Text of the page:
I can't afford it (and I couldn't get gifs to work on it) but the Meural 'Smart Art' Canvas is still kind of awesome

Credit: Fergus Halliday | IDG

Statistically, I probably won’t own a home anytime soon. But that doesn’t mean I don’t think about what I’d do with one.

There’s always a part of me that loves the experience of hanging up art on the walls and that part of me loves what Netgear are offering with their expensive-but-futuristic Meural “Smart Art” displays.

Pitched as a smaller, cheaper, more-dedicated alternative to lifestyle TVs like the Samsung Frame, the Meural Canvas is a smart art frame that lets you mount and display all sorts of things.

The Canvas itself a 1080p IPS display that’s approximately 27-inches in size. Netgear say there’s a proprietary technology here called TrueArt that allows the Canvas to render images in a more “lifelike” and “textured” way than other displays - though what that means exactly is a little and unclear.

Credit: Netgear

Getting close and personal with the Canvas, I couldn’t really tell the difference between it and a regular display. Maybe it’s the kind of thing where you need a side-by-side comparison to really see in action.

There are three main ways to control the Meural Canvas. There’s the Meural app, the Meural website and a set of gesture controls located at the base of the frame. These work in a way that’s not particularly tactile but intuitive nonetheless. You can swipe left and right along the bottom edge of the unit to change the currently-display artwork.

It also supports Amazon Alexa commands. Meural say that additional smart home and assistant integration is likely to come in the future.

In Australia, the Meural Canvas comes bundled with a three year subscription to their premium Meural Membership. This gives you access to a collection of thousands of artworks. Meural say they’re working to give artists about half of the profits they get whenever someone chooses the permanently add that piece to their collection - but weren’t super clear about how the financials break down nor whether there were any notable Australian artists embracing the platform.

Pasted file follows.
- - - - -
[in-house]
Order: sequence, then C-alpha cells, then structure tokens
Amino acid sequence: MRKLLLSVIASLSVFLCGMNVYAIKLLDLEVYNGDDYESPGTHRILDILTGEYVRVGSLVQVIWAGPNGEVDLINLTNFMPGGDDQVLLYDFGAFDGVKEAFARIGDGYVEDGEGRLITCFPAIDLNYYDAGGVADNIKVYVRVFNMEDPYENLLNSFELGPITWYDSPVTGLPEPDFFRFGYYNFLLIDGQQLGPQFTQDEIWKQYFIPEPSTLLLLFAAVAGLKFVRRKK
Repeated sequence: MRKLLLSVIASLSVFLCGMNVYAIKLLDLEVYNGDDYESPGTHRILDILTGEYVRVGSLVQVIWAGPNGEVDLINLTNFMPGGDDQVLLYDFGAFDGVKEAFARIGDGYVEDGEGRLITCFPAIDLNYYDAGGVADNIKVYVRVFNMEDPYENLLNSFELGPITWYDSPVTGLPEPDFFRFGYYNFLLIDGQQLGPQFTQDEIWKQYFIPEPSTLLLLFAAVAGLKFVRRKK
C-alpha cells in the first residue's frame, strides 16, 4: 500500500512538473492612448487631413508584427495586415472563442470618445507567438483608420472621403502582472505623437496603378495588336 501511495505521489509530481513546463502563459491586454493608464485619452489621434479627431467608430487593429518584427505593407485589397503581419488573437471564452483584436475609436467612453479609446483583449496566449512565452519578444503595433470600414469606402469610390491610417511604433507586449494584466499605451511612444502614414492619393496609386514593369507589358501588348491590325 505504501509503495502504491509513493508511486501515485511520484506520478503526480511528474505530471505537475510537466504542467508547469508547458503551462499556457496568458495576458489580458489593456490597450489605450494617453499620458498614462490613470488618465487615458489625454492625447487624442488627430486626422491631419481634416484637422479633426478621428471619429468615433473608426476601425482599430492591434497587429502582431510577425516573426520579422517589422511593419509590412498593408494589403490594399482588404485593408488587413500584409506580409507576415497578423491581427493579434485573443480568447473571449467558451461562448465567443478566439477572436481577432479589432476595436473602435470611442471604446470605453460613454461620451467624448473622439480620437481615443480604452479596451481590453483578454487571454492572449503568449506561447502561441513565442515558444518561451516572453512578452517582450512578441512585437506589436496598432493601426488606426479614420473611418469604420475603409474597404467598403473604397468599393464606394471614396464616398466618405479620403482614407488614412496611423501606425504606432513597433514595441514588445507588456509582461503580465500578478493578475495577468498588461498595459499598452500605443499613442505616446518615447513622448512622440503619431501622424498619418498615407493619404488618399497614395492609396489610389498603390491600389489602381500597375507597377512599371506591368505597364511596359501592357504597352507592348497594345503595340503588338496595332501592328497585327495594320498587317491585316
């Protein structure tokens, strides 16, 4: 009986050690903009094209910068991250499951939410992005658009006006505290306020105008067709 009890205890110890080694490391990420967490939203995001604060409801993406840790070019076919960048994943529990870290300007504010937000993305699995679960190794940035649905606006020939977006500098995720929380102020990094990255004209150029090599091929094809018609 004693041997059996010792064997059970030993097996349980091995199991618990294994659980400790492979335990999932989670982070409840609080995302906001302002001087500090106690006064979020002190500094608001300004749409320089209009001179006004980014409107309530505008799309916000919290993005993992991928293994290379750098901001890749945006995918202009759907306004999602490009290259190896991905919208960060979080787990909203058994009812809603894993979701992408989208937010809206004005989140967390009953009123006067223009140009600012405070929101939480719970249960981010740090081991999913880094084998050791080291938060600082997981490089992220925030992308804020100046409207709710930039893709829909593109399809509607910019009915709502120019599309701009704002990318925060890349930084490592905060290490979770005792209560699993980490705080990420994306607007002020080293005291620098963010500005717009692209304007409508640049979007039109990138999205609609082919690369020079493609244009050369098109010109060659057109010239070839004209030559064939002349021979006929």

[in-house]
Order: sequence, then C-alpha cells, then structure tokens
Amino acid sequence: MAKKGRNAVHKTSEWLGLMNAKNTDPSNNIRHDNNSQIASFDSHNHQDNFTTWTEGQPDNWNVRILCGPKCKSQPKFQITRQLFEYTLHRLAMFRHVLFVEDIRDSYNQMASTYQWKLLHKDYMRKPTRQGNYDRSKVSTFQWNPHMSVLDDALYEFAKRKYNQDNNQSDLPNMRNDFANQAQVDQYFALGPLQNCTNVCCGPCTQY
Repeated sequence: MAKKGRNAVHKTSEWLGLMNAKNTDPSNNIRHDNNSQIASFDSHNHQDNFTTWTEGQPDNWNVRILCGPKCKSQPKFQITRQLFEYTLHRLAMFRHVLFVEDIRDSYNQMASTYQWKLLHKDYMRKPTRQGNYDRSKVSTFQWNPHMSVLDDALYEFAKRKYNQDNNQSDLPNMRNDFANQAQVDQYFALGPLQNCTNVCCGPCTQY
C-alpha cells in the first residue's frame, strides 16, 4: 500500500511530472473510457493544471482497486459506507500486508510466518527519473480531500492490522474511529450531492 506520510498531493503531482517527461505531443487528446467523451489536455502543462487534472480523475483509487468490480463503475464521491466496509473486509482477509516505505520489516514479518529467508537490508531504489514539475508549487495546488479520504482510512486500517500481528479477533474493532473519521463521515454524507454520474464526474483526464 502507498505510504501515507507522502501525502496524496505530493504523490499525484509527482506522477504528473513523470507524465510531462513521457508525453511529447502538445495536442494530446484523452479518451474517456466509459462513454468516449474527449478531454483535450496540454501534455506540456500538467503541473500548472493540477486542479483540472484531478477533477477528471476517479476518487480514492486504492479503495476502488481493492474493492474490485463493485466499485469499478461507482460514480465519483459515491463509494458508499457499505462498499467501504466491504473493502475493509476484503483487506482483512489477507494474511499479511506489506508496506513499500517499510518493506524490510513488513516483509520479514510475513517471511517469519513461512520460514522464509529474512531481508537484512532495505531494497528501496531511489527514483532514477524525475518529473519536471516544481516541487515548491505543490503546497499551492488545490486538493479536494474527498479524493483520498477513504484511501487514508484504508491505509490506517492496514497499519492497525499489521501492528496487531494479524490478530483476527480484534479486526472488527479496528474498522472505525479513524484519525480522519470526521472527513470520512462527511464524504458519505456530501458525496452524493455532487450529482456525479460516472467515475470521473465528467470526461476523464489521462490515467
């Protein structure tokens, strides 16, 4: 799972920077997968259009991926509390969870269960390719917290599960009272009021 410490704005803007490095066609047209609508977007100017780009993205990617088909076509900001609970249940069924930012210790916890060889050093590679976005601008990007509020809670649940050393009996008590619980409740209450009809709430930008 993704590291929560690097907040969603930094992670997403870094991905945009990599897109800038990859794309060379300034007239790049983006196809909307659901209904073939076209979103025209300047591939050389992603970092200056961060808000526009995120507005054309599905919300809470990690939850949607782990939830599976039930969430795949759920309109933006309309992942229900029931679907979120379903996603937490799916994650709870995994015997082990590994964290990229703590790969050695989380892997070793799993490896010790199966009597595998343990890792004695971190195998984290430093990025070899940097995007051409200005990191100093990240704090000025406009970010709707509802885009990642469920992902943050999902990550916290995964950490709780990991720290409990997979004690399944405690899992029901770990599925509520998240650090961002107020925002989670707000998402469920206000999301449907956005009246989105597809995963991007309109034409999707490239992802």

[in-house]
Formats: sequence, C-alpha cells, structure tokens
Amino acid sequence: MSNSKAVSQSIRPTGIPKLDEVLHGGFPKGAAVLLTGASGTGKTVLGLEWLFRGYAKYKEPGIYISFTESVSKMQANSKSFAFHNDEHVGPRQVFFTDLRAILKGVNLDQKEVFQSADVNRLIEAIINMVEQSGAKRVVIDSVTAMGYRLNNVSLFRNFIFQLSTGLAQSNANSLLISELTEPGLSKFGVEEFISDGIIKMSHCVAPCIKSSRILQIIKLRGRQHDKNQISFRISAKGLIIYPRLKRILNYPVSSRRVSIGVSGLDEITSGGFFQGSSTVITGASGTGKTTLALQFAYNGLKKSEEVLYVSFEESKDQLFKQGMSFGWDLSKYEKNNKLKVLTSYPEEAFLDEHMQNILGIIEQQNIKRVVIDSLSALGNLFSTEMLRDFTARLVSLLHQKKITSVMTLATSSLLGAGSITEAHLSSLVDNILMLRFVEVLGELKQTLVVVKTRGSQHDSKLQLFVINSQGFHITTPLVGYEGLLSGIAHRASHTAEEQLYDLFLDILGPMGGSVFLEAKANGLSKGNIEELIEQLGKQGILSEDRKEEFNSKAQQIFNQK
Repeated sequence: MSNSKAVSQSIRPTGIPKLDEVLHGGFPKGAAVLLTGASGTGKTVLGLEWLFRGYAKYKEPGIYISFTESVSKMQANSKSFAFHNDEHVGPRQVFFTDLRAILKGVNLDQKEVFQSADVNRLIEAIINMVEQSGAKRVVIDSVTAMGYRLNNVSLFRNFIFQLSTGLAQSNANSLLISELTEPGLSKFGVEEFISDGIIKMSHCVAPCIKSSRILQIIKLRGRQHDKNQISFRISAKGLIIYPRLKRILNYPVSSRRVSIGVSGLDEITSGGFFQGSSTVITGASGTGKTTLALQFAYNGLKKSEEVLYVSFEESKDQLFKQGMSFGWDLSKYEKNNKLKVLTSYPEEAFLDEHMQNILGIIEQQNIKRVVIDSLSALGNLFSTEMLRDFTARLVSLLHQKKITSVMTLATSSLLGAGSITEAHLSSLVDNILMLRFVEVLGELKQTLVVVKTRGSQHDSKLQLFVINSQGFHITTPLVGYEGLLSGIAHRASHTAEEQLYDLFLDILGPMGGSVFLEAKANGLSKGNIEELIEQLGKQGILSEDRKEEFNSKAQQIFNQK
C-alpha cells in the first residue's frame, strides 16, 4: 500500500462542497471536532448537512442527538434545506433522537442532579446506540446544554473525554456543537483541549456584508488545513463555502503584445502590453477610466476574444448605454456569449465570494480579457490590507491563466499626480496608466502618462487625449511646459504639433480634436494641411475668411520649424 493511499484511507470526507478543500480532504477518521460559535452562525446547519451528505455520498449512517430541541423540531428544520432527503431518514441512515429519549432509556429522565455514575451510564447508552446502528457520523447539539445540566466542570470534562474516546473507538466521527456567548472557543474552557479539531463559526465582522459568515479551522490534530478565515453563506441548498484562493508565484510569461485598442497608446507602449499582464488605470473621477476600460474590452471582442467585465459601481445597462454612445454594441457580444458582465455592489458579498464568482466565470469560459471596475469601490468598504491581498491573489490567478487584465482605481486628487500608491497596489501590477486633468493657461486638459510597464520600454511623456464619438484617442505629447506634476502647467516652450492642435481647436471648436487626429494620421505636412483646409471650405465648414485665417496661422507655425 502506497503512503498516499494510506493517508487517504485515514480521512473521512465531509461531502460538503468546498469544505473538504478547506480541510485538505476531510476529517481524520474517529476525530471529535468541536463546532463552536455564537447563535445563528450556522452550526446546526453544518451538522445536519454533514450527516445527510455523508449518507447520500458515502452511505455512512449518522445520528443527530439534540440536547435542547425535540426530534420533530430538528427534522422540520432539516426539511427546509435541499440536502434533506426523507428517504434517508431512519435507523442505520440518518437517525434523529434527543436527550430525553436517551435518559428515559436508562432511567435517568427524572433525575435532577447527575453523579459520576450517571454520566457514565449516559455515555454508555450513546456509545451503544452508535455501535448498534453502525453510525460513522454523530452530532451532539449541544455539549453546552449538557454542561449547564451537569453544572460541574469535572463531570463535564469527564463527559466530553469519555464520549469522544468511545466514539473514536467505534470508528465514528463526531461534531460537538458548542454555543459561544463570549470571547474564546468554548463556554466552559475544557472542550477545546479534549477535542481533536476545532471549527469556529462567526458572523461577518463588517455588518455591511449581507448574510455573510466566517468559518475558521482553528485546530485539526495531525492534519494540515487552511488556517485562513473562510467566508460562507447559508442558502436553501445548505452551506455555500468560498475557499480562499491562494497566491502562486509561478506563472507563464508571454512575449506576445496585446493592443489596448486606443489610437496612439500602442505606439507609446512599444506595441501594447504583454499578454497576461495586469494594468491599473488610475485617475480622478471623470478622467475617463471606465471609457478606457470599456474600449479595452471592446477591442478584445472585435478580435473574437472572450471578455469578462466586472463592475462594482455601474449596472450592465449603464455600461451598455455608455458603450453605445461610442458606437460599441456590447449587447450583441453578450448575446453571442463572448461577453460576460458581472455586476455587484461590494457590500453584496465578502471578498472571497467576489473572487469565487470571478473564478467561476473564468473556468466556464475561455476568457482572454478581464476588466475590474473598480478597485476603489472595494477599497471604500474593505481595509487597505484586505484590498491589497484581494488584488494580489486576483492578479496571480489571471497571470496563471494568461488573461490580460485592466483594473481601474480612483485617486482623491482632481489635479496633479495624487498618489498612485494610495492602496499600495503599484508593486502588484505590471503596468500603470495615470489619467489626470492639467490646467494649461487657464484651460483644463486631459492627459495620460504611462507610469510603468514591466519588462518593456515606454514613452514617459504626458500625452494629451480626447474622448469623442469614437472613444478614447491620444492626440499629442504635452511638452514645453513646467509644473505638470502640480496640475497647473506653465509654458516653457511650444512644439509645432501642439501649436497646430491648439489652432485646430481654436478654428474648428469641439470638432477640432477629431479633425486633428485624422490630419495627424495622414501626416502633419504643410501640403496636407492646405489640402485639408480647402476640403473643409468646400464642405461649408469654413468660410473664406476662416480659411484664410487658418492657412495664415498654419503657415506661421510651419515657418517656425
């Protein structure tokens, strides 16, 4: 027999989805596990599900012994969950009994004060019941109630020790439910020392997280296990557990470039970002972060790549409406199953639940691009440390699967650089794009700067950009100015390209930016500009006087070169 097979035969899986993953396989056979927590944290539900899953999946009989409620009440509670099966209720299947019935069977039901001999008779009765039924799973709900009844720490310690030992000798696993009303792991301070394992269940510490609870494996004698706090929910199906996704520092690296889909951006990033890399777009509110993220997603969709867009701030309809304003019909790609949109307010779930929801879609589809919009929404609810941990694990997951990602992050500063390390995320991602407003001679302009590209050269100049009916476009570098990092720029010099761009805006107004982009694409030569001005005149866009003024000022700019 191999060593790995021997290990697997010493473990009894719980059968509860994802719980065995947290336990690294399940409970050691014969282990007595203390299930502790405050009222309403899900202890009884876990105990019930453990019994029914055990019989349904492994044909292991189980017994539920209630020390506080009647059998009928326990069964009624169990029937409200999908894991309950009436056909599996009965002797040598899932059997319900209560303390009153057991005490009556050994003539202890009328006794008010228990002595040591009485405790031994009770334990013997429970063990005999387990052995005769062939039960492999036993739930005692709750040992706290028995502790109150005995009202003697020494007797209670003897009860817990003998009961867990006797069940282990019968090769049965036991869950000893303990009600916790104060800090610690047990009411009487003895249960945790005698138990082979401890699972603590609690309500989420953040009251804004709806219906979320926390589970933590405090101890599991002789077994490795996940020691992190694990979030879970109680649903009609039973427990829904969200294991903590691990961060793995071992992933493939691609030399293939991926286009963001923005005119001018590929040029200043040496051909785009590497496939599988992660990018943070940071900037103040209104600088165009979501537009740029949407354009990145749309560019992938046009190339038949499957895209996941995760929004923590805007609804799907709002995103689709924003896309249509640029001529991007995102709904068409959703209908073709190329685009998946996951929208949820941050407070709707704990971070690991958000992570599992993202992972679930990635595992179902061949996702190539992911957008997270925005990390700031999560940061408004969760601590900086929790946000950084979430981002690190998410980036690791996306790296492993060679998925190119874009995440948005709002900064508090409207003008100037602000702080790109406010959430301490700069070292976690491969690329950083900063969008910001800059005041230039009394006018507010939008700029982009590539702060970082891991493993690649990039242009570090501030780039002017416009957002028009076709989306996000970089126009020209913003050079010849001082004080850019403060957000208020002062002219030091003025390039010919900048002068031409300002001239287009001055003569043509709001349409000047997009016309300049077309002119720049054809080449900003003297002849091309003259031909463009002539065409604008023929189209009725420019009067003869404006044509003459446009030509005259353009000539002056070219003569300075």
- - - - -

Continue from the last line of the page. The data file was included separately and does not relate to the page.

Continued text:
There are even select limited artworks that utilise the Canvas’ ability to support video playback by incorporating motion or animation. We saw one of these during our hands-on demo with the product and it seemed really neat.

Unfortunately, that extra dimension of playback isn’t directly accessible to consumers at this time. We weren’t even able to get it to play gifs (though we did get it to show off some pretty good memes).

Update: Netgear has since reached out with some additional information on this. They insist that the Meural does support images, videos, GIF art and cinemagraphs in the following formats: jpg, jpeg, png, bmp, svg, gif, mp4, mov. Unfortunately, we're still waiting on an answer regarding why that support didn't seem to be there when we had our hands-on session with the product.

Credit: Fergus Halliday | IDG

Of course, there are a few caveats.

To begin with, there’s the cost. Mueral’s smart art displays look great but at a starting price of AU$1199, they’re far from an impulse purchase. American buyers can actually purchase the Canvas for about US$599 (though they don’t get the bundled Meural Membership subscription) - so it seems like the Australian tax has levied a heavy toll here.

The other caveat is the cable. Where Samsung’s Frame relies on the tech giant’s slick and innocuous One Connect Cable, the Meural Canvas we saw rocked a very noticeable black plastic one - which hurt the appeal. We were told that the shipping units would offer a more discrete threaded solution and that a special stand that concealed the power cable would also be available - but it’s still clear this is a bit of a drawback. It's enough of a problem that you'll notice that the cable has been seemingly 'shopped out of every product photo you can find.

There’s also the power issue. Running a secondary display 24/7 in your house is inevitably going to rack up a bill of some sort and it wasn’t super clear what that would look like. Potentially, the ability to fold it into an Alexa routine or schedule it using the app might help alleviate this issue - but it still feels like an aspect of the product that requires some fine tuning.

Still, honestly, I really do dig the Meural Canvas. I’d love to own one. Hell, I’d love to own more than one. Cabling and power management irks aside, it looks like a really slick and the notion of having a bunch of picture frames I can swap out around my house is a really appealing one.

And as someone who loves to host a good shindig, my mind is already abuzz with the kind of ridiculous and interesting possibilities the Canvas presents. Even if you're not an art aficionado, I feel like you could have a lot of fun with a product like this.

I could never afford it but Meural’s Smart Art Canvas is kind of awesome.

If you can afford it (and you feel just as excited as I am), you can find the Leonora (Black) version of the Canvas for an RRP of $1199. The Winslow (Walnut) version of the Meural Canvas is priced slightly higher at an RRP of $1299. You can find out more about the Meural Canvas through the Netgear website here. It'll be available from late April/early May at select Harvey Norman stores.

Credit: Netgear

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